Saturday, October 13, 2012

Jesus As President: A Different Kind of Commander In Chief (Caeser), A Different Kind of Politics, following a Different Kind of God

Notes for discussion, Part Two from the book Jesus as President: Politics For Ordinary Radicals, by Shane Claiborne and Chris Haws, for Sunday, Oct. 14, 9:30 am at The Welcome Table conversation before communion and common meal.

Jesus As President: Politics For Ordinary Radicals, part two: A Different Kind of Commander In Chief (A Different Kind of Caeser)

“the construction of a set-apart people into a living temple of blessing is going so-so. The solution: God puts skin on to show the world what love looks like. But here’s the catch: the Prince of Peace is born as a refugee in the middle of a genocide and is rescued from the trash bin of imperial executions to stand at the pinnacle of this peculiar people. A strange way to start a revolution…”

1.     The dangerous radical story of Christmas, of Jesus birth...turning the words of Empire on its head: lord, gospel, faith, savior, kingdom, peace. But Jesus didn’t want to climb on Caeser’s throne. He didn’t pray for the world for governments to become more religious, but for people to be a peculiar people in the culture to show the way of God, not just be a better version of the kingdoms of the world.

2.     Politics of Jesus’ time: constant uprisings, rebellions against Rome; the building of Sepphoris, taking land from the peasants, next to Nazareth. Whole towns were destroyed as Jerusalem would be in 66-70 war. Rebels were often violent too, as the Legion was. Some fled and formed totally separate communities like Essenes. John the Baptist setting up anti-Temple communities in the desert baptizing in the river as forgiveness in opposition to the Temple’s rituals of forgiveness (like church and church versions). Also non-violent protests, like the Israelites who protested the introduction of Roman coins with Caeser’s image on them into Jerusalem. Surrounded by soldiers they exposed their necks. The conflict back to time of Alexander the Great’s Hellenistic conquering of the world. Herod the Great, murdering to stay in power, collaborating with Rome. John the Baptist protest against Herod, killed in response.

3.      People flocked to the edges of wilderness, the margins of Empire, to be with John and with Jesus to get Rome out of their system…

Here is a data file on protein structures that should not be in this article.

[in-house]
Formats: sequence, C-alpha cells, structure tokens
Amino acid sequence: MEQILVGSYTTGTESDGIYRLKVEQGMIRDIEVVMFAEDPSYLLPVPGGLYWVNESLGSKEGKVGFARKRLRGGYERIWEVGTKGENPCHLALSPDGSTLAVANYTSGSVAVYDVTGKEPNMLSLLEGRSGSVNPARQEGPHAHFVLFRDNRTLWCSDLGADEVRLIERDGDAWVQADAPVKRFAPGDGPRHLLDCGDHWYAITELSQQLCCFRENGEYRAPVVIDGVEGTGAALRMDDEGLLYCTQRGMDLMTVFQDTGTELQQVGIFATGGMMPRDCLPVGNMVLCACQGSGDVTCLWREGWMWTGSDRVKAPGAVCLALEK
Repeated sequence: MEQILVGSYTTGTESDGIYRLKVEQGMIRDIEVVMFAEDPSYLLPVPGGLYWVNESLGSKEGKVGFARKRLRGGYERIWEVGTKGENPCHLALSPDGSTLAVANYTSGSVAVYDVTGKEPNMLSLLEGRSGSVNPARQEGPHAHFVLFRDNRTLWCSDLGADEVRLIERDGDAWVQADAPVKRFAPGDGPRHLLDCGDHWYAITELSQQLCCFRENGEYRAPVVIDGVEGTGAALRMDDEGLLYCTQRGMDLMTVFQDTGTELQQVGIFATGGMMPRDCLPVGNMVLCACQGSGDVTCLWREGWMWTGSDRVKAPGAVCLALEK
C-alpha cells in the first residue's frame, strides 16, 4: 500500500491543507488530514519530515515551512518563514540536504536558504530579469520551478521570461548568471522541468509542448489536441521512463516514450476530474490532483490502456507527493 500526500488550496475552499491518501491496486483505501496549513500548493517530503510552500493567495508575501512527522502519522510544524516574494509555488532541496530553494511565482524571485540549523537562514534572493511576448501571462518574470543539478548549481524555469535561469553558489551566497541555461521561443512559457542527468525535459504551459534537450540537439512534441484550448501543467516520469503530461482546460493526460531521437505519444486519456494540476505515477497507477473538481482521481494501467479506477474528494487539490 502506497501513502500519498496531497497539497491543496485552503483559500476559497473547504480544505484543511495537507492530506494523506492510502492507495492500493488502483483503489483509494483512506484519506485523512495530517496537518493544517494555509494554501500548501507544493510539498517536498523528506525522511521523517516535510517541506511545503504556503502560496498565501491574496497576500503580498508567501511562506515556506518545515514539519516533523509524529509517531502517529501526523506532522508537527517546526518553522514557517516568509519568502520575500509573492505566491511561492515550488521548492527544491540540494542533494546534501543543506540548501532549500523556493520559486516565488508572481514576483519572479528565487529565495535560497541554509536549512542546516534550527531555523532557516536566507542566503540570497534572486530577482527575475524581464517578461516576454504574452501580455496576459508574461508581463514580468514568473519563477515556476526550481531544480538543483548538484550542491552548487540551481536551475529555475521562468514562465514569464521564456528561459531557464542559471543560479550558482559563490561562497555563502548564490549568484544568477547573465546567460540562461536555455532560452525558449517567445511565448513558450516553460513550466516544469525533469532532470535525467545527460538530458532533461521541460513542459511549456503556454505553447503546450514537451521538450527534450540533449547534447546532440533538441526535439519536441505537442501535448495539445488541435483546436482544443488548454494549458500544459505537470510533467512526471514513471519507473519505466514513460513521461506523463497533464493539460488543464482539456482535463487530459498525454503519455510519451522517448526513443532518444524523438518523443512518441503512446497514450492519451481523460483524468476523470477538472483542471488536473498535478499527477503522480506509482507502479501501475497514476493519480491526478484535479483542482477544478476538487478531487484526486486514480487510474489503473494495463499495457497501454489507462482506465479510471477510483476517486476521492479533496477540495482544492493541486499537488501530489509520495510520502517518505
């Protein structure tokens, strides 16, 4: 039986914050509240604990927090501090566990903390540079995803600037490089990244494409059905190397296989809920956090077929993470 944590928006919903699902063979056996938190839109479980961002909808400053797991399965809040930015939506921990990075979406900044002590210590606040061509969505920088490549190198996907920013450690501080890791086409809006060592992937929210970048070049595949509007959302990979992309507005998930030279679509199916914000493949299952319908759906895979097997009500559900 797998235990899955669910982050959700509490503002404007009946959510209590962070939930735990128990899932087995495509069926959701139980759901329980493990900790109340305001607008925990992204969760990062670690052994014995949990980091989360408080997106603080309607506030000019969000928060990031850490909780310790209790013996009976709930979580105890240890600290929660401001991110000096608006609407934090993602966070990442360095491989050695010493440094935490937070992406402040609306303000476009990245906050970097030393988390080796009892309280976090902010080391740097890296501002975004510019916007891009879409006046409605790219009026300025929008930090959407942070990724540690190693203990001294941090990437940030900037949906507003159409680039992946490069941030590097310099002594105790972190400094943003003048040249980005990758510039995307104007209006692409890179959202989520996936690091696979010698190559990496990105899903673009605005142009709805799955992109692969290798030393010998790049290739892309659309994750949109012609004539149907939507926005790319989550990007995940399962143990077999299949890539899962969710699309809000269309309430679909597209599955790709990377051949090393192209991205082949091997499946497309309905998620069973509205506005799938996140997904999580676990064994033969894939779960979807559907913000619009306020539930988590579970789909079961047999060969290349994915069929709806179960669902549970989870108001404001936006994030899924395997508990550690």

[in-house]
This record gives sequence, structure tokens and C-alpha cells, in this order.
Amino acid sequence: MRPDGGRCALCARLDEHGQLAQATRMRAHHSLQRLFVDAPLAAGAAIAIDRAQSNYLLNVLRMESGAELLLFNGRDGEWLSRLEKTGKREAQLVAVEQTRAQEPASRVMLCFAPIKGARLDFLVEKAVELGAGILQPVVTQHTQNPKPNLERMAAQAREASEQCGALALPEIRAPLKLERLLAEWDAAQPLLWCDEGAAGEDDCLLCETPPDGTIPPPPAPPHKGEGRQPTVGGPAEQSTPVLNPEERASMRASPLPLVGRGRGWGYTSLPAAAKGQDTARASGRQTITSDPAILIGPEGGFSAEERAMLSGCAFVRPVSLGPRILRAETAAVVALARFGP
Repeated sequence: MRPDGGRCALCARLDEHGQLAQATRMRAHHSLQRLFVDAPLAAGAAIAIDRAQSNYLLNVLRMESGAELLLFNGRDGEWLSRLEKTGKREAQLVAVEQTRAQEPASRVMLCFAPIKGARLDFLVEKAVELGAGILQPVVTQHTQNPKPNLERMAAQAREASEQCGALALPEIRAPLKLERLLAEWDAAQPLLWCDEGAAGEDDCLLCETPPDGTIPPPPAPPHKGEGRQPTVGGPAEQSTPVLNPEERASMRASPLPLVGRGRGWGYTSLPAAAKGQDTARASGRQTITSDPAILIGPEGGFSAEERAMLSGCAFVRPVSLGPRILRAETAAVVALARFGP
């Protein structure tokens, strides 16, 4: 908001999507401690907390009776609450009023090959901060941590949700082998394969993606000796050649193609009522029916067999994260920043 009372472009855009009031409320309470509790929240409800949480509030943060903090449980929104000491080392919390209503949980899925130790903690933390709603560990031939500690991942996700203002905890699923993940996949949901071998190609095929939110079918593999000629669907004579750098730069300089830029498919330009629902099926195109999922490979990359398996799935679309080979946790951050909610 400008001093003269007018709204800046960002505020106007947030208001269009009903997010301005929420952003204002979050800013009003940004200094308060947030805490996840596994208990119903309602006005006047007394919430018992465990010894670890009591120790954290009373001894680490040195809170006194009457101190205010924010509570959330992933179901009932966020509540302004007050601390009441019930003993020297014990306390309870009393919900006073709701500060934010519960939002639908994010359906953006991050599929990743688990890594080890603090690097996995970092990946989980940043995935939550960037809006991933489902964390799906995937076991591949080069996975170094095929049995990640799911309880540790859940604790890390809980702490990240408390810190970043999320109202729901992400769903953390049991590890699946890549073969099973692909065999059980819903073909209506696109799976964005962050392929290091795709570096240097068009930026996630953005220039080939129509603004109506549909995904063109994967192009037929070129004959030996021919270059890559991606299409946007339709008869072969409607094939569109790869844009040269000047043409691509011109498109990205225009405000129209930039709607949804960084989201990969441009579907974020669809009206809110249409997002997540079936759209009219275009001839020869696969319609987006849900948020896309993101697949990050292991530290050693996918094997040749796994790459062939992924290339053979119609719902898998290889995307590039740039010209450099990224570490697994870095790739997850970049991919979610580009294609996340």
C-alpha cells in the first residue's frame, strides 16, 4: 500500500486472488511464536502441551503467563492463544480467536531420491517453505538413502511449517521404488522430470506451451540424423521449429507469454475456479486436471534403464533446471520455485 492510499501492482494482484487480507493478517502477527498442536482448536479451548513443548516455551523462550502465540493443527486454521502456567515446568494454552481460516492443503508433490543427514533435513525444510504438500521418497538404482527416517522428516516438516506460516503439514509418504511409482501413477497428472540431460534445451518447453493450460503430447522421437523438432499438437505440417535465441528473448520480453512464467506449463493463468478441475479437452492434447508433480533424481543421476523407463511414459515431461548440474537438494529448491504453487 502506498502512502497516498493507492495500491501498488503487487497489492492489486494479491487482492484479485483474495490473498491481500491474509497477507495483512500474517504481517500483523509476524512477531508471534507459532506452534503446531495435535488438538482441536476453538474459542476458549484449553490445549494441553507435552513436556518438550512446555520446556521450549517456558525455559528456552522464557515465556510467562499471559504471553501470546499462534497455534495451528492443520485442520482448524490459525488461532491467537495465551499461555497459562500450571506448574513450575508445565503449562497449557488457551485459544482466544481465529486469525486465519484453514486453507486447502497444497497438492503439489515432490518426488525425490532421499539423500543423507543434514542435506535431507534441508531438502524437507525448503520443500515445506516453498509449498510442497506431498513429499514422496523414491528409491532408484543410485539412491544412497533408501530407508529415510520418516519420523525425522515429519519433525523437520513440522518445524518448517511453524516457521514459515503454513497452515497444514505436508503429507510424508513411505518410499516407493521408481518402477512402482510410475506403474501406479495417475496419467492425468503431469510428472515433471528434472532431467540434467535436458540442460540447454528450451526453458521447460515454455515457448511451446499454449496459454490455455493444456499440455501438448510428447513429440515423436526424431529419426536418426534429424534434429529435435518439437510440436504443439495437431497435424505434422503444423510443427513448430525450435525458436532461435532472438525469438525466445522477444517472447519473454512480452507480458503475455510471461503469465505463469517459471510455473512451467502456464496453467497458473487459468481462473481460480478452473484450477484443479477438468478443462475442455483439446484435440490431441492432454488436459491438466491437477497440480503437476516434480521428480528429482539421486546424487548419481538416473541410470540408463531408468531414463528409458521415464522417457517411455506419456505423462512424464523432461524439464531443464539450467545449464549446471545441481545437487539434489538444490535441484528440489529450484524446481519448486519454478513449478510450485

4.     Jesus went to the desert for preparation before he began his public ministry. A vision quest. Tempted to be powerful and influential Power-Over in the world….Tempted to produce quick miracles of stones to bread in a time of starvation, but he says we do not live by bread alone (think of that lesson for our work with food). Rome would give out food to calm the masses and distract them with circuses…He was tempted to be in charge of others, to take back the power from Rome, but he knew the stories of his people when Kings became corrupted. Instead serve God, he said, and so Jesus decides to enter his people’s story, identifying with them, not ruling over them, sharing their blood sweat tears and hunger….Tempted to be spectacular, to throw himself off and let angels save him, but he knew God works not through drawing attention to himself but through others.

5.     Jesus would make for a bad candidate, a bad president, a bad commander in chief, nevertheless he was political. He returns from the desert and gives his commencement speech: Luke 4, wearing the mantle of Isaiah: God’s kingdom in the poor, the prisoner, the blind, the oppressed, the debtor. That was his campaign speech. His solution for the people’s oppression by Rome: The sermon on the mount: an alternative economy: “folks coming together, forming close-knit communities and meeting each other’s needs—no kings, no major welfare systems, no presidents necessary. A practice for the people of God, not suggestions for an Empire. Jesus takes his solution not just for people of Israel but for all.